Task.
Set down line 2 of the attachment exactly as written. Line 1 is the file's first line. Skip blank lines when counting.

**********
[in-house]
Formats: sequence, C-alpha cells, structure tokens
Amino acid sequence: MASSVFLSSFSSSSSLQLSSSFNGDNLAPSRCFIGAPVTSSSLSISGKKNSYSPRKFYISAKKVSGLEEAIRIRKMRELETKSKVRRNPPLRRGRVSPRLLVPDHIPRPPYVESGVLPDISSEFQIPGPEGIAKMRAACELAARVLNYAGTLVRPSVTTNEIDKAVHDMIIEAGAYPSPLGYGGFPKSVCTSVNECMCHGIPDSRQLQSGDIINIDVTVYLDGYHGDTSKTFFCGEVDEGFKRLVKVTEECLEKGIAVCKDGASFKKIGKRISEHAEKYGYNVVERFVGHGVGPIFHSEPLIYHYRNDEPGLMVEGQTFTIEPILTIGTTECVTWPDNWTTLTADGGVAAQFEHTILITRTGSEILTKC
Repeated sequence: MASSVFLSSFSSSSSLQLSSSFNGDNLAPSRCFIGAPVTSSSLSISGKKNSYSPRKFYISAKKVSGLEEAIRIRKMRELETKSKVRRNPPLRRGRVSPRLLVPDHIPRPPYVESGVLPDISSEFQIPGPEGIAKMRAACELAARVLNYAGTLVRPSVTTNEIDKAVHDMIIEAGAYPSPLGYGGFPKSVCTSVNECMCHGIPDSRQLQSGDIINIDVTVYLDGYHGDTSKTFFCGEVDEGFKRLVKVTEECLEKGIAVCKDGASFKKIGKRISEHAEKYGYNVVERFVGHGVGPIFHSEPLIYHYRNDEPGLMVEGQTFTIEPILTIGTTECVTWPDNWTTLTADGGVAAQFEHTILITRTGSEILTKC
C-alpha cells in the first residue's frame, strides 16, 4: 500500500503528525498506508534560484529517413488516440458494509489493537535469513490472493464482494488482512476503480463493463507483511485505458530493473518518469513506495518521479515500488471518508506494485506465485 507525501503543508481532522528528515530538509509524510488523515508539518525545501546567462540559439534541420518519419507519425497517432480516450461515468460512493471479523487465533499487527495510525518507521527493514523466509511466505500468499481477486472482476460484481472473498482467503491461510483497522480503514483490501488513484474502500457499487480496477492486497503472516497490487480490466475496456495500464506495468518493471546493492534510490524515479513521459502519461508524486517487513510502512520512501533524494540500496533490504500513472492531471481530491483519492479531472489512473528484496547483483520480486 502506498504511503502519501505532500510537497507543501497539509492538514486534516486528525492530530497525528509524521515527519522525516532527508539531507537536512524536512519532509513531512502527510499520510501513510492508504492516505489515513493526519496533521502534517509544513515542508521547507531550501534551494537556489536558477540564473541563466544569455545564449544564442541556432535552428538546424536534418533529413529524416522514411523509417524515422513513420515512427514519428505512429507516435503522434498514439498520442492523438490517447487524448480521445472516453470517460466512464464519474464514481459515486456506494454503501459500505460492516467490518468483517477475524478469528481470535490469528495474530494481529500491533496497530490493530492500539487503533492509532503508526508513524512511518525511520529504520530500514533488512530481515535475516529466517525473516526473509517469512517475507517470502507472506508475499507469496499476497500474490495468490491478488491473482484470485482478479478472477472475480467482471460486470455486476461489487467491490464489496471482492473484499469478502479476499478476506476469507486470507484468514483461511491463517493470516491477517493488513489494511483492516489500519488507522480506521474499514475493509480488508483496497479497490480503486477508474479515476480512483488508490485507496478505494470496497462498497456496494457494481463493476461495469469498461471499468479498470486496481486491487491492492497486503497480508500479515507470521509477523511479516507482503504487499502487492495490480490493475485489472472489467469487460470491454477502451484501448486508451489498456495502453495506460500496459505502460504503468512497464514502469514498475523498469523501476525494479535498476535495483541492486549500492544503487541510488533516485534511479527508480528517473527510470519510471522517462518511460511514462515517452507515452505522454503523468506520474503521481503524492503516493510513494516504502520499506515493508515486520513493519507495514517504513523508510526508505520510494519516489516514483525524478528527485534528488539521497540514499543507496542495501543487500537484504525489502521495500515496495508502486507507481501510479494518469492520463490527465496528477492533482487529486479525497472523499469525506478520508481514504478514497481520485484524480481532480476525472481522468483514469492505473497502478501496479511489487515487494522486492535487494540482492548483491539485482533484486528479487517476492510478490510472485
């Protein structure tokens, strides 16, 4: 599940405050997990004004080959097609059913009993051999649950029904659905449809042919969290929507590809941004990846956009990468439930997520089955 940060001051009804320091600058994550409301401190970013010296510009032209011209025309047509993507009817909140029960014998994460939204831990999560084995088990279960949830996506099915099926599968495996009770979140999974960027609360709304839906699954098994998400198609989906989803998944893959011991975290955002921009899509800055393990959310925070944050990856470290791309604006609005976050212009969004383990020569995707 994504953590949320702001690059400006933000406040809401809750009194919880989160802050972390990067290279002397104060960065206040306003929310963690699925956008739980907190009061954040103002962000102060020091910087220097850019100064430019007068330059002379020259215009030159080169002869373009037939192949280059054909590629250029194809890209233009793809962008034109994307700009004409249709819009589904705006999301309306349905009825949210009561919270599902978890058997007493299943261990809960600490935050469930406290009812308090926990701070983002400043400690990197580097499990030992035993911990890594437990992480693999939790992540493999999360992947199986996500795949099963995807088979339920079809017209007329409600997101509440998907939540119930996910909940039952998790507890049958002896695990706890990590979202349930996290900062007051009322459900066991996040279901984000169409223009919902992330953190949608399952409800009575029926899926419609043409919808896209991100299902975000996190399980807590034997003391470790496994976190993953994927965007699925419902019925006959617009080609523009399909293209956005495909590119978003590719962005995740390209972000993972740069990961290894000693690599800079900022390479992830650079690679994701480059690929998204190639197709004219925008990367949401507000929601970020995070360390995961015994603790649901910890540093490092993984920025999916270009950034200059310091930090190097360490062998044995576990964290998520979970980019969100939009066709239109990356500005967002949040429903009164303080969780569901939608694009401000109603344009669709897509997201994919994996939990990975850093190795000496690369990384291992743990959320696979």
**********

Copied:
Formats: sequence, C-alpha cells, structure tokens